A star par excellence, Dolly Parton is one of country musicand#8217;s most likable personalities. Even a hard-rocking punk or orchestral aesthete canand#8217;t help cracking a smile or singing along with songs like and#147;Joleneand#8221; and and#147;9 to 5.and#8221; More than a mere singer or actress, Parton is a true cultural phenomenon, immediately recognizable and beloved for her talent, tinkling laugh, and steel magnolia spirit. She is also the only female star to have her own themed amusement park: Dollywood in Pigeon Forge, Tennessee. Every year thousands of fans flock to Dollywood to celebrate the icon, and Helen Morales is one of those fans.
In Pilgrimage to Dollywood, Morales sets out to discover Partonand#8217;s Tennessee. Her travels begin at the top celebrity pilgrimage site of Elvis Presleyand#8217;s Graceland, then take her to Loretta Lynnand#8217;s ranch in Hurricane Mills; the Country Music Hall of Fame and the Grand Ole Opry in Nashville; to Sevierville, Gatlinburg, and the Great Smoky Mountains National Park; and finally to Pigeon Forge, home of the and#147;Dolly Homecoming Parade,and#8221; featuring the star herself as grand marshall. Moralesand#8217;s adventure allows her to compare the imaginary Tennessee of Partonand#8217;s lyrics with the real Tennessee where the singer grew up, looking at essential connections between country music, the land, and a way of life. Itand#8217;s also a personal pilgrimage for Morales. Accompanied by her partner, Tony, and their nine-year-old daughter, Athena (who respectively prefer Mozart and Miley Cyrus), Morales, a recent transplant from England, seeks to understand America and American values through the celebrity sites and attractions of Tennessee.
This celebration of Dolly and Americana is for anyone with an old country soul who relies on music to help understand the world, and it is guaranteed to make a Dolly Parton fan of anyone who has not yet fallen for her music or charisma.
Erin Hogan hit the road in her Volkswagen Jetta and headed west from Chicago in search of the monuments of American land art: a salty coil of rocks, four hundred stainless-steel poles, a gash in a mesa, four concrete tubes, and military sheds filled with cubes. Her journey took her through the states of Utah, Nevada, New Mexico, Arizona, and Texas. It also took her through the states of anxiety, drunkenness, disorientation, and heat exhaustion. Spiral Jetta is a chronicle of this journey.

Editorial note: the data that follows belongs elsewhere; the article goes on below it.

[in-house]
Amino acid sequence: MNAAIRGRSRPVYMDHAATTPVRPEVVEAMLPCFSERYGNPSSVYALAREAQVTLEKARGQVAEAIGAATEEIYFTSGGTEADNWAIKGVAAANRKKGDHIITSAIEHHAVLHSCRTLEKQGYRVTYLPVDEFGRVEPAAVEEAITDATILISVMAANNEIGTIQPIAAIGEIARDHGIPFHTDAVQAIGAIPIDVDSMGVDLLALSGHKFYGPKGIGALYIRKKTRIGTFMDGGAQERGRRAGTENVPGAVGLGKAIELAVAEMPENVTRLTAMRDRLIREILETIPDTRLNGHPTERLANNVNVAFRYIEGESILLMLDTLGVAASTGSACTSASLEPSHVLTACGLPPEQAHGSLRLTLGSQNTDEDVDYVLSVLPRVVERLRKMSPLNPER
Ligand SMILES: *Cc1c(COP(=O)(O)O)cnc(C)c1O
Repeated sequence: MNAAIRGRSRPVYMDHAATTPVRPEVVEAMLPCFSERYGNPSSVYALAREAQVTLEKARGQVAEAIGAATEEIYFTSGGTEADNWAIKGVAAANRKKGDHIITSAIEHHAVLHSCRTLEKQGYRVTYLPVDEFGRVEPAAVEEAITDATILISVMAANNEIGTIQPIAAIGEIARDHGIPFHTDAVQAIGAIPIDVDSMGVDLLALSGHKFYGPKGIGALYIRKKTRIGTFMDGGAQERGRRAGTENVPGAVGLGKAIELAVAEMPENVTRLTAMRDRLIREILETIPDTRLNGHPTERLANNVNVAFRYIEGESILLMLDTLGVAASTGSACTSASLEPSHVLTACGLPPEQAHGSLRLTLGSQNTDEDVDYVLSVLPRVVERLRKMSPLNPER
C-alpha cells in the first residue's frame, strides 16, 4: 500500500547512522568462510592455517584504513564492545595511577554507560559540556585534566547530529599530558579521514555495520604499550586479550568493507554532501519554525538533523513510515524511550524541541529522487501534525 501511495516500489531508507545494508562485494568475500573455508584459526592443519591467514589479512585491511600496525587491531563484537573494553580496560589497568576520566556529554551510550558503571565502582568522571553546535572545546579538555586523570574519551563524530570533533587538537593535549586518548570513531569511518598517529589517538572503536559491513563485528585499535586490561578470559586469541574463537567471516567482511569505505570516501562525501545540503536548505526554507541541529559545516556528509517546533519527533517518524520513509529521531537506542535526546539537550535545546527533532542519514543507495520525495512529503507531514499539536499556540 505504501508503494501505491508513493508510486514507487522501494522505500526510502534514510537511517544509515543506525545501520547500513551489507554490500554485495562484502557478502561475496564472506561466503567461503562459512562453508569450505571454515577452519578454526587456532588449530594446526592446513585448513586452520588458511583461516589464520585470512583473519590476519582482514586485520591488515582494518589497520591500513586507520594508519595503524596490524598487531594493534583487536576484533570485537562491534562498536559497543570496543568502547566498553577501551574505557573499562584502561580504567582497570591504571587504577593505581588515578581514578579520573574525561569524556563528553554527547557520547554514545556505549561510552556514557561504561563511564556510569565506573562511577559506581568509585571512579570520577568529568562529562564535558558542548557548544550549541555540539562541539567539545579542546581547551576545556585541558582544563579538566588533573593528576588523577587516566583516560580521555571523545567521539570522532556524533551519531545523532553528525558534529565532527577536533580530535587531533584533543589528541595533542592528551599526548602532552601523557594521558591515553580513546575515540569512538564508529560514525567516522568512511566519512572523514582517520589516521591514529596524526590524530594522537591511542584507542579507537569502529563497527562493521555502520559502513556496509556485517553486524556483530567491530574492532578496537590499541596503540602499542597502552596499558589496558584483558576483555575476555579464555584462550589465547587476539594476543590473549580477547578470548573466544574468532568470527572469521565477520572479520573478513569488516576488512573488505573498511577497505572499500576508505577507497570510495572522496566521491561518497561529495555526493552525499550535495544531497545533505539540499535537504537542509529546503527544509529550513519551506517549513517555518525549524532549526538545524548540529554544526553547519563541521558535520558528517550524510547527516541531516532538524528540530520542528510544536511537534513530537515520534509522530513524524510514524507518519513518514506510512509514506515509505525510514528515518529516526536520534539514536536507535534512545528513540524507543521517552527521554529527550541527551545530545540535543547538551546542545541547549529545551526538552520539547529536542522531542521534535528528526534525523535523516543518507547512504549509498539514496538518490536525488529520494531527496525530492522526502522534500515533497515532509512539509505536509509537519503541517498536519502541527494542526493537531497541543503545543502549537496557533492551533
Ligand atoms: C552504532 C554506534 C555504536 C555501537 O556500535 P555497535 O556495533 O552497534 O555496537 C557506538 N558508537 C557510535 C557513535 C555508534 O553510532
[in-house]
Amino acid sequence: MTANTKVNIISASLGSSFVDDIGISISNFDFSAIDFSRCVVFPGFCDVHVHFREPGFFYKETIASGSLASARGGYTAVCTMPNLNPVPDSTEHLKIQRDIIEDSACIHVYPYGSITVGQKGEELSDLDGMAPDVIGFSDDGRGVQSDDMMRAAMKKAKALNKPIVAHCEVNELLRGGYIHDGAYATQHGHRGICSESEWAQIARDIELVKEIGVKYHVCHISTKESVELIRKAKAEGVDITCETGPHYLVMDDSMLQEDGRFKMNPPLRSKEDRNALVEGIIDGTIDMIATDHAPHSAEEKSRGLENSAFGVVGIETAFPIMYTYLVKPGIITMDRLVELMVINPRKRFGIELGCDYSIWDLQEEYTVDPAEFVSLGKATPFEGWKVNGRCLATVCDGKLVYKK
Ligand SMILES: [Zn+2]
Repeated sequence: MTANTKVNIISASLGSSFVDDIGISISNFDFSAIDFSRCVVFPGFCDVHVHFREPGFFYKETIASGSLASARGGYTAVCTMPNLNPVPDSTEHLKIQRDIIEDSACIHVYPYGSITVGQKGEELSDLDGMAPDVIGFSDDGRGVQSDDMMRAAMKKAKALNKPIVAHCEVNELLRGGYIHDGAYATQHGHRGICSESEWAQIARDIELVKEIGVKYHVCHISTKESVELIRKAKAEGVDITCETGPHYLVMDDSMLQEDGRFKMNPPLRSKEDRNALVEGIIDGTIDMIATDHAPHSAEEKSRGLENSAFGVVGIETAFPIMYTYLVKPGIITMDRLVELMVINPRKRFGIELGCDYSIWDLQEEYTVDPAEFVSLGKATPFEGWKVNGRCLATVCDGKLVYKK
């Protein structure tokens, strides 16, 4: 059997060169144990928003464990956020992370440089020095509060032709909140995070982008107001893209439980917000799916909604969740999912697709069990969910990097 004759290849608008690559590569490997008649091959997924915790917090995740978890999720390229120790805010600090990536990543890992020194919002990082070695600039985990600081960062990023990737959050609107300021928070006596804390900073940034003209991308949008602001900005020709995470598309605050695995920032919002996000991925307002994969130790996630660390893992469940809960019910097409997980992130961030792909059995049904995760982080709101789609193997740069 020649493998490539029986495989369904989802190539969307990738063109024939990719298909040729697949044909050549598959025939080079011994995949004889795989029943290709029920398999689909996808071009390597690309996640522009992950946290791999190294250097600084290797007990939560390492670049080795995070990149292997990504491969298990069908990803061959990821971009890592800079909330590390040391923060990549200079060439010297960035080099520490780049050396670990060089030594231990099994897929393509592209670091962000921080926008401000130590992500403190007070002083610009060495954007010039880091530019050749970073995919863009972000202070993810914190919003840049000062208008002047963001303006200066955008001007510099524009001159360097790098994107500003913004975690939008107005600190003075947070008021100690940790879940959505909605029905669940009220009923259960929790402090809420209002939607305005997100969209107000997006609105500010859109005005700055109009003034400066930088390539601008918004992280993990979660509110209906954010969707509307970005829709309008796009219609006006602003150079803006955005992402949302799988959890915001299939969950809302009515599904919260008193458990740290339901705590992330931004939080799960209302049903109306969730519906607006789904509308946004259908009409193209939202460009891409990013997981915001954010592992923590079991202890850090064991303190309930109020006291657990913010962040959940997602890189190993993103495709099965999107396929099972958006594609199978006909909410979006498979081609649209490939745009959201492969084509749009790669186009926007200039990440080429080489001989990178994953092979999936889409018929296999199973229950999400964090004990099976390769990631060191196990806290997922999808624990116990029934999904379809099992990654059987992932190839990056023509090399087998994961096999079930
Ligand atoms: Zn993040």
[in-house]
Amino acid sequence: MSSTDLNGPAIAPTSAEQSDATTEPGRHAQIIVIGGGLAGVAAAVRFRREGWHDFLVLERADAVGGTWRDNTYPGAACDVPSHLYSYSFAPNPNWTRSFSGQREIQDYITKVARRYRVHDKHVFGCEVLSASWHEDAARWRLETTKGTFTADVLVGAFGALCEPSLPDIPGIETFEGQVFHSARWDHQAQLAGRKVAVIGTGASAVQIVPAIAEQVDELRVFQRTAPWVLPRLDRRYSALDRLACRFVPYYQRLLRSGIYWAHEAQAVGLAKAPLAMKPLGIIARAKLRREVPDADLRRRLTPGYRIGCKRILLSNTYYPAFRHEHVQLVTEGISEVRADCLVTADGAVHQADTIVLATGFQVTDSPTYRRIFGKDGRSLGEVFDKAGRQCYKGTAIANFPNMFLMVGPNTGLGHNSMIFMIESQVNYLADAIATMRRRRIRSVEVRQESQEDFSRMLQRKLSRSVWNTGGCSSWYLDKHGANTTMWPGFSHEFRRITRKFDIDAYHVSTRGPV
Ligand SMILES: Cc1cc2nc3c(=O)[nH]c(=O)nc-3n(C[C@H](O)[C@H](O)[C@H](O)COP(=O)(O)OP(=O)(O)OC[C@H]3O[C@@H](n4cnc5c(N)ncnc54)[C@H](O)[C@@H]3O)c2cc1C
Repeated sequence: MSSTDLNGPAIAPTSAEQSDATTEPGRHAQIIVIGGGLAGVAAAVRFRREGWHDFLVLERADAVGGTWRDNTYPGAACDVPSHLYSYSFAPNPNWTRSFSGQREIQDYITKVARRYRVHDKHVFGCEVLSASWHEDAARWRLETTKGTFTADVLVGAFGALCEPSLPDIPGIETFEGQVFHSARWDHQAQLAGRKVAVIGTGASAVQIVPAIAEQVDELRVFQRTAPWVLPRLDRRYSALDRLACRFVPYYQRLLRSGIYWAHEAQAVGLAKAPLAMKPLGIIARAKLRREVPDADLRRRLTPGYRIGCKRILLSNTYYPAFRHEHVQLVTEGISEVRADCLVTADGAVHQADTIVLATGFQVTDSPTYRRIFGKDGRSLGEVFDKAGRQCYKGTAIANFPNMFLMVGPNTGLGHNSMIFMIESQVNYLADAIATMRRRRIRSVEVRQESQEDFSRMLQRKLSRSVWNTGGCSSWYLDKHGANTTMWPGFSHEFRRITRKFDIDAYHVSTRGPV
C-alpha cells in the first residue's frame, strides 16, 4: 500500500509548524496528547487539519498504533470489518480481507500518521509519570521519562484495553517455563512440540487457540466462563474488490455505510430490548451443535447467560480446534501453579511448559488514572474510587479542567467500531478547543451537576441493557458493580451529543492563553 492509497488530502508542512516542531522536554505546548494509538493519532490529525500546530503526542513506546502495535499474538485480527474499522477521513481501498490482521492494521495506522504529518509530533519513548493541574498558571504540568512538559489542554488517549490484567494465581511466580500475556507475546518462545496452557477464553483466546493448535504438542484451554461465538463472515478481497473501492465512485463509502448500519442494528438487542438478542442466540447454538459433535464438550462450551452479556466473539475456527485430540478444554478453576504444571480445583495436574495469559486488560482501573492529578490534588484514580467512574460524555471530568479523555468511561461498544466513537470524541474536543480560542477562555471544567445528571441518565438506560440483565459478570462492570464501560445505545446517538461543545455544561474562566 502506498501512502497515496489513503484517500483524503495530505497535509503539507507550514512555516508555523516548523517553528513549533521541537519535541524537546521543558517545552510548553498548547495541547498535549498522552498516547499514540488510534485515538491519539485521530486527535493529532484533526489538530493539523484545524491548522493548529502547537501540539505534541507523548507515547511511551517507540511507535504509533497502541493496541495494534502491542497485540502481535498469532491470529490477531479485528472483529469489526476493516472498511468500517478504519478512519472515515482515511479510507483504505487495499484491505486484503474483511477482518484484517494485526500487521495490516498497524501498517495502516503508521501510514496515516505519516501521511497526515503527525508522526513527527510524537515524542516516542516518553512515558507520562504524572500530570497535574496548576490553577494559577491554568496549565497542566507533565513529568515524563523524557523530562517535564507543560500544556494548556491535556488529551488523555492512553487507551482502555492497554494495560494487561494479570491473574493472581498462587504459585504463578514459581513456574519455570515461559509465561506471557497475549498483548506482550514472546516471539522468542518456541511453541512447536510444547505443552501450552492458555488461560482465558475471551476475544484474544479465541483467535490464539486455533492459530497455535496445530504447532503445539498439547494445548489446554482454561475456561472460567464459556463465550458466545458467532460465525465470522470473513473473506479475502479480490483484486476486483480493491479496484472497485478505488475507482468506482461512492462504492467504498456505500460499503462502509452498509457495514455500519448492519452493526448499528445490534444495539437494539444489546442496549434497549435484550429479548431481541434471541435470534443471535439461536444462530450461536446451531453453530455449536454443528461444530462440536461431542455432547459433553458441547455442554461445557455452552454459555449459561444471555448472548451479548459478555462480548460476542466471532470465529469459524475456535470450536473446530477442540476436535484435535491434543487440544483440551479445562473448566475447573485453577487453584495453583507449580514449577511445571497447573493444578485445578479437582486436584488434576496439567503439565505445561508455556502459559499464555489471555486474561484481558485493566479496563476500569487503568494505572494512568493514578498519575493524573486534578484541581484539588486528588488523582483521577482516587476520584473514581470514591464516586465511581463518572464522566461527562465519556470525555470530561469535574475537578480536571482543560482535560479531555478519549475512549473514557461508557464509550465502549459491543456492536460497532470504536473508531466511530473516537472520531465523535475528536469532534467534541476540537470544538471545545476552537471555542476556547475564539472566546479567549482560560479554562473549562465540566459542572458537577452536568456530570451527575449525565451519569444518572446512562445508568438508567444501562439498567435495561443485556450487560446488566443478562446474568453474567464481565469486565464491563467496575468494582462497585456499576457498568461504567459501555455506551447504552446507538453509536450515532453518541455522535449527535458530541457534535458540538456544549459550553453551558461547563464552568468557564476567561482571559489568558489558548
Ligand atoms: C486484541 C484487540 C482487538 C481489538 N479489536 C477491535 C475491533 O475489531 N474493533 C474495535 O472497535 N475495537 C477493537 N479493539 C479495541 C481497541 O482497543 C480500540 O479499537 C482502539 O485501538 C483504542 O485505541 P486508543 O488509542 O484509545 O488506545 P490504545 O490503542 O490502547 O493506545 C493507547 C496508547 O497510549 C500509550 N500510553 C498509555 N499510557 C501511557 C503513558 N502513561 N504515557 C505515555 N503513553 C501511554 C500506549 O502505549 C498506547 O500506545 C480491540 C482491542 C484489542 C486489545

A lapsed art historian and devoted urbanite, Hogan initially sought firsthand experience of the monumental earthworks of the 1970s and the 1980s--Robert Smithson's Spiral Jetty, Nancy Holt's Sun Tunnels, Walter De Maria's Lightning Field, James Turrell's Roden Crater, Michael Heizer's Double Negative, and the contemporary art mecca of Marfa, Texas. Armed with spotty directions, no compass, and less-than-desert-appropriate clothing, she found most of what she was looking for and then some. Her encounters with these artworks are recorded here, personal observations lightly draped in art history and theory. But for Hogan this trip was also the most extended time she had spent alone, and her 3,000-mile circuit through the west became an experiment in solitude, with mixed results.
Spiral Jetta offers a view of a critical moment of twentieth-century American art. It also offers a view of the American landscape, seen through the windshield of a car streaming through the empty highways of the American West, piloted by a woman who had no real idea where she was going.
About the Author
Erin Hogan is director of public affairs at the Art Institute of Chicago.
Table of Contents
Chapter 1 Spiral Jetty
Chapter 2 Sun Tunnels
Chapter 3 Moab
Chapter 4 Double Negative
Chapter 5 Roden Crater
Chapter 6 Lightning Field
Chapter 7 Juárez
Chapter 8 Marfa
Doing the Pilgrimage
Readings and References
What Our Readers Are Saying
Other books you might like
Arts and Entertainment » Art » History and Criticism